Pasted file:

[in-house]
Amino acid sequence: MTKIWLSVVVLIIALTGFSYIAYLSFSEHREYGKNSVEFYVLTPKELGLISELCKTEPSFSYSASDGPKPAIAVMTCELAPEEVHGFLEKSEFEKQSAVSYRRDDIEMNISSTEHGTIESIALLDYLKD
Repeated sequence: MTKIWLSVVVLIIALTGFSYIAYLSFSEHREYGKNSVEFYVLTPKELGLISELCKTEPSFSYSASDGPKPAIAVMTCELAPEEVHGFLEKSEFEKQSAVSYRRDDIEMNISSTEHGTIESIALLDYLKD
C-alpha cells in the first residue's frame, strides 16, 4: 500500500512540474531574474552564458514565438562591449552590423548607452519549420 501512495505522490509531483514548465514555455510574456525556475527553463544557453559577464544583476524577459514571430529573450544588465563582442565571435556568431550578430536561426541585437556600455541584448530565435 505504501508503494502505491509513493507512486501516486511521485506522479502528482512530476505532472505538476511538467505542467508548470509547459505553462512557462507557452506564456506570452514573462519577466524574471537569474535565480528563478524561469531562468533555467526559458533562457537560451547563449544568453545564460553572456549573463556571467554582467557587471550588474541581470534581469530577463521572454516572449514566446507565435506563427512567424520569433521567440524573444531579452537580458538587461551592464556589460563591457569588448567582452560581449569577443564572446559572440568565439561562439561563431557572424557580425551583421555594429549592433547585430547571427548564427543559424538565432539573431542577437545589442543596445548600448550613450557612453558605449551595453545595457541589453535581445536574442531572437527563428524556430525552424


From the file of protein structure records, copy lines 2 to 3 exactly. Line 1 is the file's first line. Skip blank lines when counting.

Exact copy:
Amino acid sequence: MTKIWLSVVVLIIALTGFSYIAYLSFSEHREYGKNSVEFYVLTPKELGLISELCKTEPSFSYSASDGPKPAIAVMTCELAPEEVHGFLEKSEFEKQSAVSYRRDDIEMNISSTEHGTIESIALLDYLKD
Repeated sequence: MTKIWLSVVVLIIALTGFSYIAYLSFSEHREYGKNSVEFYVLTPKELGLISELCKTEPSFSYSASDGPKPAIAVMTCELAPEEVHGFLEKSEFEKQSAVSYRRDDIEMNISSTEHGTIESIALLDYLKD